Clearly government is far from perfect; no human institution is. But that doesn’t mean it is bad. Consider ourselves – none of us are perfect either. Virtually all of us have lied many times, cheated at least a few times, done some dumb things as a teenager, repeatedly broken traffic regulations and perhaps other laws, neglected some of our responsibilities, abused alcohol or drugs on at least a few occasions, made some terrible mistakes on the job, said things we deeply regretted, fudged on our taxes, betrayed a confidence, and treated at least one of our relatives very badly. But that doesn’t make us bad people. And we would resent it if someone leapt to that conclusion by blowing our faults out of proportion and cavalierly ignoring all the good things we’ve done in our lives.
But this is exactly what conservatives do to government. They not only ignore what is good about government, they also take the problems and mistakes of government and inflate them into a wholesale condemnation of that institution. The articles on this website take a careful look at what conservatives contend are the “evils” of government, look at the research concerning these problems, and find that most of them are exaggerated, misleading, or sometimes simply wrong. Take, for example, one of their frequent criticisms of government: that government bureaucracies are constantly growing and continually wasting enormous amounts of tax payers’ dollars. This is a common stereotype about government and it has now become the number one citizen complaint about this institution. Many Americans believe, for instance, that the government wastes forty-eight cents of every tax dollar. In reality, studies show that the amount of waste is more like two cents for every dollar – hardly an alarming figure.1 And what about the charge that the federal bureaucracy is growing at an uncontrollable rate? Not true either. In 1970, 2,997,000 civilians worked for the federal government; by 2010, that figure had grown to – or rather been reduced to – 2,841,000. In 1970, federal bureaucrats made up 3.8% of total U.S. workers, while in 2008 they made up a mere 1.9%.2 So much for the ever-growing federal bureaucracy.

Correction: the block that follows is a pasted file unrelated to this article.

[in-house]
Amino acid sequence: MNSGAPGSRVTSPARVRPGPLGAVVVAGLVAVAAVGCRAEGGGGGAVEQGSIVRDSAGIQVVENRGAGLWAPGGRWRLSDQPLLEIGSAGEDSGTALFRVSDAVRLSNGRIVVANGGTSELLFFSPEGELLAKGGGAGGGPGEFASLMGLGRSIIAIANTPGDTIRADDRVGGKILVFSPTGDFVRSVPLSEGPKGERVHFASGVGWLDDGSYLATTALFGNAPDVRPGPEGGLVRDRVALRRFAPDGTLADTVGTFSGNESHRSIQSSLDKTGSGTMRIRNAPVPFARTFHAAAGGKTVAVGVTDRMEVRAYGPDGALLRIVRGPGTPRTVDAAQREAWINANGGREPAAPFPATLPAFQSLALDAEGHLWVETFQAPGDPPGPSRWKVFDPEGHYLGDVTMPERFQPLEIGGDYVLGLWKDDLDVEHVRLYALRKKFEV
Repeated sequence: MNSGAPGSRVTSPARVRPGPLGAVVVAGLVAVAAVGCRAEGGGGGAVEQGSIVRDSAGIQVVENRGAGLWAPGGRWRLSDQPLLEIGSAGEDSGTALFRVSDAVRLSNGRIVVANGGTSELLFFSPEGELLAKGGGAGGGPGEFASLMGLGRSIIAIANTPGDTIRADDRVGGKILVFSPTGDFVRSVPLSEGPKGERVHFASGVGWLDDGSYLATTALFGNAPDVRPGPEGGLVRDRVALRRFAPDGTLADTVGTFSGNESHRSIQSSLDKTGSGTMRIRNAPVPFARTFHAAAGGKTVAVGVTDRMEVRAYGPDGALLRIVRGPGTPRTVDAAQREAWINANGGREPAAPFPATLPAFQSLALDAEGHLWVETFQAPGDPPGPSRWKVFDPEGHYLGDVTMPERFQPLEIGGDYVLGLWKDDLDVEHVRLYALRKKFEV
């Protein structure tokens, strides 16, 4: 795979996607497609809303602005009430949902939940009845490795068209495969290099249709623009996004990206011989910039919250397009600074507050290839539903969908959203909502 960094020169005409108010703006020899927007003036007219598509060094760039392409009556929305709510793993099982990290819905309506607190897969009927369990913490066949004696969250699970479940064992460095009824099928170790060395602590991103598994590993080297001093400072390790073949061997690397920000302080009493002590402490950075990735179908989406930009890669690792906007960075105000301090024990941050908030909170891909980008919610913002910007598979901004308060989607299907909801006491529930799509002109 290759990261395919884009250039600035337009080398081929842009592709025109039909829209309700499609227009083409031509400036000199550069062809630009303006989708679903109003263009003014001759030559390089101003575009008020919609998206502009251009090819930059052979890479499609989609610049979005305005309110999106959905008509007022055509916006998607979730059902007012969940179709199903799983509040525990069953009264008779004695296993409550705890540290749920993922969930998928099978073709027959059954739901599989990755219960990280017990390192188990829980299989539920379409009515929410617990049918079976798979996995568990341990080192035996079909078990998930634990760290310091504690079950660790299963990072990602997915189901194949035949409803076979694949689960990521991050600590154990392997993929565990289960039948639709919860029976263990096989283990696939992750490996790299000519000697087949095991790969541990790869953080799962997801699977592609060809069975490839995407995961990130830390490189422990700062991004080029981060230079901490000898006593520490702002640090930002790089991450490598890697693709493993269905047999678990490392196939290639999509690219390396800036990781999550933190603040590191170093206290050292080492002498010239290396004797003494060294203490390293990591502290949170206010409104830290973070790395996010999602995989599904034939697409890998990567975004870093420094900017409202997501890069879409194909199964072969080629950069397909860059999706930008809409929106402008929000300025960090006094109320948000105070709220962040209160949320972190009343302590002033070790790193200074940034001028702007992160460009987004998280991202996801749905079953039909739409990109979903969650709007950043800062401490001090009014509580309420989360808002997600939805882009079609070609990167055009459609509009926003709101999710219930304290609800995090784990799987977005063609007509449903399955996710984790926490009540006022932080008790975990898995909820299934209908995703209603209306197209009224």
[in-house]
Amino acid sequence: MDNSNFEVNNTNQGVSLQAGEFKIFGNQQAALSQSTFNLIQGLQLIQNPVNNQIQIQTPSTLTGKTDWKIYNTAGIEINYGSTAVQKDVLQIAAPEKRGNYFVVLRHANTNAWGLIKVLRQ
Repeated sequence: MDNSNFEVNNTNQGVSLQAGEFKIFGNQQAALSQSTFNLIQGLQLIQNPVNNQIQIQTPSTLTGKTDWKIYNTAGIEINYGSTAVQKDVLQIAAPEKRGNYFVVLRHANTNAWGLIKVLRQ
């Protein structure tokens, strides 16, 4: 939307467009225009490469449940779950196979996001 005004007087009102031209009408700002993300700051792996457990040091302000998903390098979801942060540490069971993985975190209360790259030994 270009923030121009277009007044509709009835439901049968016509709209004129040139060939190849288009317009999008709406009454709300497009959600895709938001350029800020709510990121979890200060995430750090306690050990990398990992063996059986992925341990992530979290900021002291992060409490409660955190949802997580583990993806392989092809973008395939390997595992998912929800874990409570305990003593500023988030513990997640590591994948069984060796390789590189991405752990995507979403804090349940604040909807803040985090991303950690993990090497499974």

The articles on this site will show that most of the other right-wing criticisms of government are off the mark as well. It is constantly being alleged, for instance, that Americans are hugely overtaxed, that big government inevitably impinges on individual freedoms, and that government is the natural enemy of business. But under examination, none of these things turn out to be true. In the end, much of what we think we know about what is wrong with government – and what conservatives keep telling us – is simply mistaken.
Anti-government conservatives can only maintain the illusion that government is bad by promoting these distorted stereotypes and by turning a blind eye to all the contributions that public sector laws and programs are making to our lives. But if we can begin to look at how government actually works and see clearly the various roles it is playing in our lives, then we can begin to develop a much more accurate, complete, and complex view of this institution – and one that turns out to be much more positive.